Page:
Metro bus users and taxpayers should rejoice that Seattle is soliciting bids from companies to fund, design and replace bus shelters, benches, trash cans and information signs. In addition, residents will benefit from a requirement that the winning vendor must maintain them to higher standards than King County Metro currently provides. The company will recoup its costs through advertising. As the Seattle Department of Transportation (SDOT) noted when making the announcement, similar programs in Paris and throughout the U.S. have been run successfully for years.
Why stop at just asking private companies to take care of the shelters? Like other communities across the globe, King County should competitively contract its bus operations. The county would still determine routes, timetables, fares and standards. However, like SDOT’s process for new street furniture, companies would submit competitive bids to operate routes. Not only is this a common practice that has benefited riders and taxpayers alike in other states and cities around the world, it’s the same approach we take for school buses in Seattle and Snohomish County takes with numerous Community Transit routes.
In 1992, I witnessed first-hand the transformative effect of competitive contracting on Wellington’s bus service. Following legislation passed by New Zealand’s central government that required funding and service delivery be separated, Wellington’s local government contracted its bus and tram operations. The Scottish company Stagecoach was the first successful bidder and almost overnight users like me were enjoying brand new buses, lower fares and increased service. Better yet from a taxpayer perspective, within six years ridership had increased 24% and the NZ$15 million subsidy the council paid before Stagecoach took over operations had fallen by more than 50% to around $6 million.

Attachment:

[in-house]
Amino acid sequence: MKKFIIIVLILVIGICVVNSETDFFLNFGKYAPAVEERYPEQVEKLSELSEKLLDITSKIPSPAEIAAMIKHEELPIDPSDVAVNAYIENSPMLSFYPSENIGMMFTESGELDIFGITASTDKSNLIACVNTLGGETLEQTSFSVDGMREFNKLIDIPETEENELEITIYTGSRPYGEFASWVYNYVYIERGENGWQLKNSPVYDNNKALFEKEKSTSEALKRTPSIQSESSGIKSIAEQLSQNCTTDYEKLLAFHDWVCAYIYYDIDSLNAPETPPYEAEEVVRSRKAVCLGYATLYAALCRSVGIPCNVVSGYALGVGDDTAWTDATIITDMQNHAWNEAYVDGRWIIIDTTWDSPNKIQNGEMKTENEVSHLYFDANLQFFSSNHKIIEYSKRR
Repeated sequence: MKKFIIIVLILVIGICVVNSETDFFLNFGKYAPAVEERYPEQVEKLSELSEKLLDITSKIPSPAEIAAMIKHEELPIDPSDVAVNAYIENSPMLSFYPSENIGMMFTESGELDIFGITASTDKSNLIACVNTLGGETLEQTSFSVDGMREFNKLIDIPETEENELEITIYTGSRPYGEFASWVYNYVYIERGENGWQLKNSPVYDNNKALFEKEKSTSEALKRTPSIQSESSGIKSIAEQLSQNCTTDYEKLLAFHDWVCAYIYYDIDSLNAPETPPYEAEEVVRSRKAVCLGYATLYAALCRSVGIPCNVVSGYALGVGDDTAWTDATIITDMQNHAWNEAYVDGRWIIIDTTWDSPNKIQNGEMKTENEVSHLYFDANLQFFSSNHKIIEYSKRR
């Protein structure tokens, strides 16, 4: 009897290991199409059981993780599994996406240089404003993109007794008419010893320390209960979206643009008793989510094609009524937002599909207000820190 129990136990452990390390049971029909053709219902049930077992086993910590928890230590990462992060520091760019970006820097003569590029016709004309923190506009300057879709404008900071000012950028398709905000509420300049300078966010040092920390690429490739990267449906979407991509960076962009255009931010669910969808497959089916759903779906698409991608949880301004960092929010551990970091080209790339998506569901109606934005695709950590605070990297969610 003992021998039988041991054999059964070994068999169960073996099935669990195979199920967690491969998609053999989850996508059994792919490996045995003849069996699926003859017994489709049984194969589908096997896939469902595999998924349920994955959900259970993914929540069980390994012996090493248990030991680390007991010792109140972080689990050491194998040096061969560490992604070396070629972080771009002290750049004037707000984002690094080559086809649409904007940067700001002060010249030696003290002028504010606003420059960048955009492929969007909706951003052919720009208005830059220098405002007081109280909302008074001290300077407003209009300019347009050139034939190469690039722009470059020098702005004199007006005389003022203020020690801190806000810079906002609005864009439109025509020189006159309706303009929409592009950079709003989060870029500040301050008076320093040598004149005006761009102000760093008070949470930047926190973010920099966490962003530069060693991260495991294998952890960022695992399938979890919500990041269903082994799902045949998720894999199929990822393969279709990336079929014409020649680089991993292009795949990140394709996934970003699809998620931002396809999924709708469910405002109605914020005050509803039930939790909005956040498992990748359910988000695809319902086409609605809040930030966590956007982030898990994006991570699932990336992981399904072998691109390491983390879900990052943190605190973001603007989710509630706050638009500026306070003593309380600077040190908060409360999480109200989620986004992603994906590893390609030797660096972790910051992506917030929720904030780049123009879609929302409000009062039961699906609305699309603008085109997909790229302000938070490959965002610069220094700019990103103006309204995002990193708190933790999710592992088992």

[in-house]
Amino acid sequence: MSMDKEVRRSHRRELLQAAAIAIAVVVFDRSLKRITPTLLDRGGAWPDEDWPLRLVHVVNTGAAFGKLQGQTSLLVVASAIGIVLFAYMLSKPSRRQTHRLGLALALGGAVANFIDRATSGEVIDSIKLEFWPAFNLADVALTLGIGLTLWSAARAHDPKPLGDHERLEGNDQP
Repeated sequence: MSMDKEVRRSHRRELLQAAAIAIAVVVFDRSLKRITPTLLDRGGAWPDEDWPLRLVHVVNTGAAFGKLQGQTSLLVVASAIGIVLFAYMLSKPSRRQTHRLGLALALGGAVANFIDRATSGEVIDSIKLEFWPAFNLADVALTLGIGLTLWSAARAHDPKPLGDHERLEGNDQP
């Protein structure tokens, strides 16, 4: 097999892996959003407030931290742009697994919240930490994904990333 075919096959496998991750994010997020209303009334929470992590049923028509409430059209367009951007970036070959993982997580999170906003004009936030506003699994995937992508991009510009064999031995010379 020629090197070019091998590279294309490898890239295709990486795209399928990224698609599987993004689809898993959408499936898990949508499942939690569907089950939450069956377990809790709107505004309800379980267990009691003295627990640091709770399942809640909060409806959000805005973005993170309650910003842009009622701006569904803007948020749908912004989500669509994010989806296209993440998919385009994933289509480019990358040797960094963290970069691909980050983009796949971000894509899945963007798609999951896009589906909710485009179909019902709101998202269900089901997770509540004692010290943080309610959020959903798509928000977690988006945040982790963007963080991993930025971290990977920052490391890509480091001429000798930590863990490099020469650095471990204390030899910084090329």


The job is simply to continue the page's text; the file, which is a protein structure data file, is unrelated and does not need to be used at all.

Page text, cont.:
Wellington’s experience is typical of dozens of other cities that have opened their public transportation to a contracting process in recent decades, including those in the US, Canada, UK, France, Germany, Italy, Belgium, Poland and Australia. And it’s long been the norm for private companies to operate public transport in Japan, Hong Kong, South Korea and South America.
London’s public transport costs were skyrocketing prior to 1985, which resulted in the British Parliament passing legislation requiring competitive contracting. Within 15 years, Transport for London – which is responsible for the world’s largest public transport system – saw ridership increase 30%, service levels increase 42% and overall expenditures fall 26%. Because service expanded, costs per mile fell even further to 48% of the level prior to 1985.
San Diego underwent a similar process five years earlier in 1980 and enjoyed the same sorts of dramatic improvements in the form of increased ridership and service along with lower costs. Seattle’s neighbors in Snohomish County have competitively contracted bus services for more than two decades, with the company First Transit currently operating Community Transit’s “Sound Transit Regional Express Bus Services” and a portion of its commuter routes to downtown Seattle. These services are operated at costs significantly below Community Transit’s in-house services and King County Metro’s.
SDOT identified 49 routes last year that are either overcrowded or chronically late, impacting thousands of riders. Residents are regularly asked for temporary or permanent sources of increased funding for Metro, most recently in last year’s Proposition 1 which resulted in a temporary $60 additional car-tab fee. Soliciting bids for bus shelters and street furniture should be just a first step. Our school children shouldn’t be the only ones benefiting from competitive contracting of bus services. Seattle’s bus riders and taxpayers alike stand to gain from companies bidding to operate Metro buses, just as hundreds of millions of people around the world have benefited in their own cities.
Originally posted at Sound Politics.